SACRAMENTO /California Newswire/ — Responding to the brutal gang rape incident of a minor in Richmond, California, Assemblymember Pedro Nava (D-Santa Barbara), Vice Chair of the Joint Legislative Committee on Emergency Management, announced today the introduction of ‘fast track’ legislation, Assembly Bill 984, to close a loophole in state law that will hold witnesses accountable for not reporting violent crimes to authorities.

Assemblymember Pedro Nava“Clearly there is a problem with existing law when witnesses to a crime are not held accountable for something as simple as calling the police,” said Nava. “As a society, what kind of message are we sending when we say it is okay to simply standby and watch a person being brutally victimized over and over again? Something needs to be done.”

A 1999 California law makes it illegal not to report a witnessed crime against a child under the age of 14, and is punishable as a misdemeanor with up to 6 months in jail and a maximum fine of $1500. Nava’s AB 984 will remove the victim’s age threshold that requires an observer to report the act of a murder, rape or other violent crime.

On October 24th, 2009 a young woman in Richmond, only 16 years old, left her high school dance to get a ride from her father when she joined some young men and began drinking with them. They soon began their assault. Several of the men beat her, robbed her, and began repeatedly raping her while people looked on without taking any action for 2 ½ hours.

Police believe there were up to 10 attackers and anywhere from 15 to 20 people stopping to watch. Additionally, authorities said people took photos, laughed and some joined in as the girl was repeatedly assaulted. People came and went and no one called the police.

Because the victim was 16 at the time of the attack, law enforcement could not hold accountable the numerous witnesses to this brutal crime. They could not take them in for questioning. To date, only six individuals have been arrested and charged.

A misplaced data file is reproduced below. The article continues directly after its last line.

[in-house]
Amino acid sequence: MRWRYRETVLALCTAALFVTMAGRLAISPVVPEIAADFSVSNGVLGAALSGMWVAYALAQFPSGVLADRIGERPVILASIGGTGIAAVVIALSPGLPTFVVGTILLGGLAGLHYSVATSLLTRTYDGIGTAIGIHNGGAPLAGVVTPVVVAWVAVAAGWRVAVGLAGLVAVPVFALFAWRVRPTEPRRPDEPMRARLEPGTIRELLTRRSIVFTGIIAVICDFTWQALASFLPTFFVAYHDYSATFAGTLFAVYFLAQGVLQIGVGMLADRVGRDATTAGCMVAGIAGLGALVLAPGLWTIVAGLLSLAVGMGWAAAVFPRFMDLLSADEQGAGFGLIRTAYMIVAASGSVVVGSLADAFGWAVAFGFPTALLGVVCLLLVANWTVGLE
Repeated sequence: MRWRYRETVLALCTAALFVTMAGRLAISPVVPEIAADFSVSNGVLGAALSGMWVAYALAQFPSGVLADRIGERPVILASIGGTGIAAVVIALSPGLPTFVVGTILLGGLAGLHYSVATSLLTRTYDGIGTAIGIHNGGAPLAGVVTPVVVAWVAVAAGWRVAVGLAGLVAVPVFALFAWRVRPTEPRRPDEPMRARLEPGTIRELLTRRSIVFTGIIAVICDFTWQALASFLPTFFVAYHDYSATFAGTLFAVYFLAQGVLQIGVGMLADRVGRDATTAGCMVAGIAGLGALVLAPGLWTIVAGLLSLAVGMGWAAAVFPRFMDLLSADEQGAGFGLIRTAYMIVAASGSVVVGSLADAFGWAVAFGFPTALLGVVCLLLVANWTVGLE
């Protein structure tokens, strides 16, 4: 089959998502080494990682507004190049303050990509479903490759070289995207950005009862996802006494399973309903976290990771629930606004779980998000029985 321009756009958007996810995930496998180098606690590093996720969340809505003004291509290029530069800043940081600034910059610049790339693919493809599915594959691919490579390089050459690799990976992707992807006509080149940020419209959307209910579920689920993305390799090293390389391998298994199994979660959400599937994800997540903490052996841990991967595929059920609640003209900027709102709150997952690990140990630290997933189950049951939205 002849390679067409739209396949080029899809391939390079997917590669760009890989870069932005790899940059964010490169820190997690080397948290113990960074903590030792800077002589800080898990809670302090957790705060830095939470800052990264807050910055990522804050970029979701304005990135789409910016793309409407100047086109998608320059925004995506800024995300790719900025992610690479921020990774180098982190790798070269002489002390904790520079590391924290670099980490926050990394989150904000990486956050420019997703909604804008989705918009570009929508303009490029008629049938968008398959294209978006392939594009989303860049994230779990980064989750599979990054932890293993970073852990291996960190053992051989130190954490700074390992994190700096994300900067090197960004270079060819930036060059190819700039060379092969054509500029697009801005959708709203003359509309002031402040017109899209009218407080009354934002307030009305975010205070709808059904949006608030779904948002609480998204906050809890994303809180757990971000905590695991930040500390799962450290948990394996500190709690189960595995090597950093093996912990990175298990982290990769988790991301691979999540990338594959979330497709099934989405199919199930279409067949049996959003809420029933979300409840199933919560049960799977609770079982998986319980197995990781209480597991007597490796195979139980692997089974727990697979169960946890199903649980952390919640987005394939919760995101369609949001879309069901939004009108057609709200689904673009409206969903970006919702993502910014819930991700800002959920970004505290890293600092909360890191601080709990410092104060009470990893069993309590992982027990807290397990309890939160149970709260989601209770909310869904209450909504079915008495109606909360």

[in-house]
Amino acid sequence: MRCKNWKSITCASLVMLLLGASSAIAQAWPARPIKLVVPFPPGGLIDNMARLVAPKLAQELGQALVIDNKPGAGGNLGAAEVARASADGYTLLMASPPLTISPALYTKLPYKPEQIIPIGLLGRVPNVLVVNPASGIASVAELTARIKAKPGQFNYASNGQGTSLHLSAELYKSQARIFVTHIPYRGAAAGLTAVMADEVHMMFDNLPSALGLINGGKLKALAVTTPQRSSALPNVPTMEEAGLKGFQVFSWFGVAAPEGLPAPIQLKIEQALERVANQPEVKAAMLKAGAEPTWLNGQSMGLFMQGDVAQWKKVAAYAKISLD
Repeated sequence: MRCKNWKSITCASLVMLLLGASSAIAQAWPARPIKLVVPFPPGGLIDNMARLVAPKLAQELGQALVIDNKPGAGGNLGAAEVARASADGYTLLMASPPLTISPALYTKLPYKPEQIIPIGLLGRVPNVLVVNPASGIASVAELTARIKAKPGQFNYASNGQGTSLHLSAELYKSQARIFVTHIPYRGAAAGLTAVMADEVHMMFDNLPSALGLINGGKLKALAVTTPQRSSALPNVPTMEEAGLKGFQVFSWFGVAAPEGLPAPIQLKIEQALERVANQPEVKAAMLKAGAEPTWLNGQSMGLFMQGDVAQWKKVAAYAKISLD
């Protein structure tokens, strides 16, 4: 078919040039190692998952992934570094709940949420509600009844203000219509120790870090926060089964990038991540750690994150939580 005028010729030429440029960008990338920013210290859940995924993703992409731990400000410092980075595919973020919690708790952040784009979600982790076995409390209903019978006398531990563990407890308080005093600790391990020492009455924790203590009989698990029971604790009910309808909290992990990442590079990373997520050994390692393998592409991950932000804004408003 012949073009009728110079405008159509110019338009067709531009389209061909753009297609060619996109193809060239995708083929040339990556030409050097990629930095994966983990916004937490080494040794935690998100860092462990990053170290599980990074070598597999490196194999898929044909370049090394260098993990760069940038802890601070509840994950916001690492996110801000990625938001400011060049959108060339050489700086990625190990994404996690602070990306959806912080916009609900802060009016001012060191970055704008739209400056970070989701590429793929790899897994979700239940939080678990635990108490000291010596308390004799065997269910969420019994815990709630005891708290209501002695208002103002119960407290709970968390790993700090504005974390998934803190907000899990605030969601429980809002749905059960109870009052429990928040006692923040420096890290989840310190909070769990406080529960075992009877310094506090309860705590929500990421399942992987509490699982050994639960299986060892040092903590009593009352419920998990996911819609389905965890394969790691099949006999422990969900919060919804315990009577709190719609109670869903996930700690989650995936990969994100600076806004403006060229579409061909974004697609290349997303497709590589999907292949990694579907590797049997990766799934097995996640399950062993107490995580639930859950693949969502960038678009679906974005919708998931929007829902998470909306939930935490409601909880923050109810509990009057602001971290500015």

“This tragic incident highlights the need to close a loophole in state law. As a former prosecutor, I know the challenges in some cases for law enforcement to arrest and bring to justice the perpetrators of violent crimes such as the Richmond rape. It is imperative that existing law be changed so that these kinds of witnesses can be held accountable and justice be obtained for victims.”


  1. While this is very good news, I still wonder why those that encouraged the assault weren’t charged with aiding and abetting. They would have played a definite role in the aggravation and duration of the assaults. Even the silent approval would have bolstered the confidence of the assaults and it is likely those in the mob threatened others from stopping it or going for help.

    The girl was not only repeatedly raped but she was violoted with an object or objects and beaten and kicked, at times in the head, so badly that she her face was purple and she was in critical condition. She was very nearly killed and had to airlifted to the hospital. Some of the articles on the web do not even come close to capturing the brutality of these crimes and the outrageous callousness of those who saw it and did nothing.

    Also, those that took pictures or video should be charged with the manufacture, possession and possibly distribution of child pornography. All involved need to be brought to justice.

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